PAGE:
Additional Needs of Individuals

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Additional Needs of individuals Challenging stereotypes and understanding what exactly an ‘additional need’ is.

What exactly does the term ‘additional need’ mean?
The term ‘additional need’ or ‘disability’ refers to an individual who either/or has a physical, cognitive or a sensory impairment. An individual with any form of disability may need or have specific needs in certain settings and environments i.e. School, home or work.
There are many causes as to why a person may have an additional need or disability and they are categorized into the following groups: Genetic, Developmental, environmental.
Genetic:
A condition or disease that is hereditary and is passed from blood relatives of the individual caused by a ‘defective’ or absent gene or chromosome. Examples include; Downs syndrome, dwarfism, and cystic fibrosis.
Developmental:
A disorder that appears in childhood and affects the individual’s rate of development either physical, mental or both. This can include psychological disorders such as autism or dyslexia and physical disorders affecting the person’s fine and gross motor skills.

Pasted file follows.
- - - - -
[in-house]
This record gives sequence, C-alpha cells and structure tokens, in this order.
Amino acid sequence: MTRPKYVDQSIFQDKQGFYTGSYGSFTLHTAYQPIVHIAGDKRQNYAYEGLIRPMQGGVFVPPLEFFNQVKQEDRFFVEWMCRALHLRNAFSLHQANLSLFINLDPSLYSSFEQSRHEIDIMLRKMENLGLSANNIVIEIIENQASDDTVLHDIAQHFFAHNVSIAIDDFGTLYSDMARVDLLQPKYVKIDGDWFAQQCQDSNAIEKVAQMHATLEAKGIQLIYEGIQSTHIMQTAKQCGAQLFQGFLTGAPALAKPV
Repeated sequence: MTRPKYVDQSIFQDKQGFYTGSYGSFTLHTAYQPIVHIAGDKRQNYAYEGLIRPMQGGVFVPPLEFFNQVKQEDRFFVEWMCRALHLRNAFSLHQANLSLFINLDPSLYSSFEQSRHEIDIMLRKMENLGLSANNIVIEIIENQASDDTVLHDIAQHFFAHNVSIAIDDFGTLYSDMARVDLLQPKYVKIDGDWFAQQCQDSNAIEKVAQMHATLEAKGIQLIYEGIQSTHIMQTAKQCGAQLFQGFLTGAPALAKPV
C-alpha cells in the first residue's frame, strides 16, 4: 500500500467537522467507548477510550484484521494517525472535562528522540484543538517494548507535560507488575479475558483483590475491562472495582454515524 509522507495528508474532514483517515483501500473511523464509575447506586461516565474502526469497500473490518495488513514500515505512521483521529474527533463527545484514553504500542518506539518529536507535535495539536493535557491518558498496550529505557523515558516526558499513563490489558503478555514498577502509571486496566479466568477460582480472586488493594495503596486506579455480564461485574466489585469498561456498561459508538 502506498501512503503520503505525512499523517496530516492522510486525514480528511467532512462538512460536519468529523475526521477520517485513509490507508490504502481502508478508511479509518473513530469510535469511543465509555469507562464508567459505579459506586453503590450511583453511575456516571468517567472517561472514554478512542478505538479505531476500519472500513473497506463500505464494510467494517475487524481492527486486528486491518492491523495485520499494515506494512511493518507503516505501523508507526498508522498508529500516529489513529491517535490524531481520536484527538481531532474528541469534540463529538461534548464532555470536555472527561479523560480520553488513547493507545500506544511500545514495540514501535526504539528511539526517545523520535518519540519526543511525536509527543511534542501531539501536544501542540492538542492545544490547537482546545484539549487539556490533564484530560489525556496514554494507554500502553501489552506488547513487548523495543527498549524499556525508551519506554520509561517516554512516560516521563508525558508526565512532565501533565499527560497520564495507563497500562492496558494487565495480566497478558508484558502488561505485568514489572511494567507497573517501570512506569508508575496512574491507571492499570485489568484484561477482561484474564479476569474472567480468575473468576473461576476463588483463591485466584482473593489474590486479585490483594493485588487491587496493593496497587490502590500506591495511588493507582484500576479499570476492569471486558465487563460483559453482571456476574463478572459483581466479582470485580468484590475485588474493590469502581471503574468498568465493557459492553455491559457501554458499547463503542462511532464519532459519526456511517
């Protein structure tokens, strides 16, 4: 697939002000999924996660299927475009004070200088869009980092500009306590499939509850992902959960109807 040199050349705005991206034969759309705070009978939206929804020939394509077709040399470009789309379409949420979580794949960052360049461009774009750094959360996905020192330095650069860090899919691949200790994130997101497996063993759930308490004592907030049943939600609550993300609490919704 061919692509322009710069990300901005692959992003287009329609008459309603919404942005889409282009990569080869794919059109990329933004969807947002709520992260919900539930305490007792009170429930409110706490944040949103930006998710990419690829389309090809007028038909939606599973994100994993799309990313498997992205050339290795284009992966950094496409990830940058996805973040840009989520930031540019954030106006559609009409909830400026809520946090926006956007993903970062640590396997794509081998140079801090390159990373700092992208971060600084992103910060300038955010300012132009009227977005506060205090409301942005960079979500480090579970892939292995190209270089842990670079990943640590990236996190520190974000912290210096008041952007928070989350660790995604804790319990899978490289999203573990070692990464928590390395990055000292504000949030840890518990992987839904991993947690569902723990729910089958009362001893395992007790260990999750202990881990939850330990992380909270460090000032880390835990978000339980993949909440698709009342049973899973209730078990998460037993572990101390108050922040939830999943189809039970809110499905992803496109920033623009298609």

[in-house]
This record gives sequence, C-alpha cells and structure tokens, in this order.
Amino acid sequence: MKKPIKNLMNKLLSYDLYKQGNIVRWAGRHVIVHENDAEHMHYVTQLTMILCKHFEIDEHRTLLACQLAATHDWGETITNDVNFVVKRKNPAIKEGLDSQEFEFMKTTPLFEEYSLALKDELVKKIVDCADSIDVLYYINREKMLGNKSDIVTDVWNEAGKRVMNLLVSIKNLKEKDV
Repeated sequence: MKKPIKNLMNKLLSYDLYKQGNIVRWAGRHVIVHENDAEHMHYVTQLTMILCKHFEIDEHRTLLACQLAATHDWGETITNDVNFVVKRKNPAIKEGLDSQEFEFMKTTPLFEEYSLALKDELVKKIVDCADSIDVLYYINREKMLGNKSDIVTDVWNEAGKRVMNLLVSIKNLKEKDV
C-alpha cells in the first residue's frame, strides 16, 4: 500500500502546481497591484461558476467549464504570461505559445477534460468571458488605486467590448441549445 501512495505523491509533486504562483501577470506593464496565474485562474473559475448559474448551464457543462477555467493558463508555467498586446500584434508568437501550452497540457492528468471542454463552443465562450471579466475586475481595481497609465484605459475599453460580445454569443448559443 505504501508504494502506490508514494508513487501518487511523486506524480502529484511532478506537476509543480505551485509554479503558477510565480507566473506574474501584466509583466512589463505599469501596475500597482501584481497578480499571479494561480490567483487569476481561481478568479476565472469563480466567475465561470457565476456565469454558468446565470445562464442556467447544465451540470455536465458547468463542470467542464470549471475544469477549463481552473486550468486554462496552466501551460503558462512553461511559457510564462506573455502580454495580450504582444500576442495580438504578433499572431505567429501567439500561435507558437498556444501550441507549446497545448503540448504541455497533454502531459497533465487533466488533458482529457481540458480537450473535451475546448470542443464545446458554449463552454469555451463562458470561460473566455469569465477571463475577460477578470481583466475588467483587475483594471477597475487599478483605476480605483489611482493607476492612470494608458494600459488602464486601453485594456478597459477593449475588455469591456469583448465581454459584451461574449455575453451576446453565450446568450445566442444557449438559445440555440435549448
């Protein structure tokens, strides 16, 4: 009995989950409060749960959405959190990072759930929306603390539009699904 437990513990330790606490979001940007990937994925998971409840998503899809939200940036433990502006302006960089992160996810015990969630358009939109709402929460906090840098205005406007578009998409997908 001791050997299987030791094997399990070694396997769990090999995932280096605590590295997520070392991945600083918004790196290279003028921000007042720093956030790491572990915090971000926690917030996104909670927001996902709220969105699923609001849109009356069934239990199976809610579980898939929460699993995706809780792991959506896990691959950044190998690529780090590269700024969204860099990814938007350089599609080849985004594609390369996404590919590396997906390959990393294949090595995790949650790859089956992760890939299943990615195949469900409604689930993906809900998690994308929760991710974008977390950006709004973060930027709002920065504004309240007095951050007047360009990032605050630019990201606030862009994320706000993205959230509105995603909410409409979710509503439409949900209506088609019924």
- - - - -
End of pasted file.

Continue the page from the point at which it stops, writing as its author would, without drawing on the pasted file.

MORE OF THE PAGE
Environmental:
A disability caused by the environment, for example; if a person has an accident at work or a car crash this may lead to a person’s permanent loss of use of their legs.

Society and disability
The medical model of disability:
The medical model of disability is one of two perspectives with regards to classifying additional needs. The medical model is a clinical, diagnostic way of looking at a person’s physical or mental 'limitations'. Its primary focus is whether or not an individual's additional needs reduce their quality of life or causes them to be at a disadvantage. The medical model definitions, illustrated by The World Health Organizations (WHO's) are as following: “Impairment: any loss or abnormality of psychological or anatomical structure or function Disability: Any restriction or lack of ability (resulting from an impairment) to

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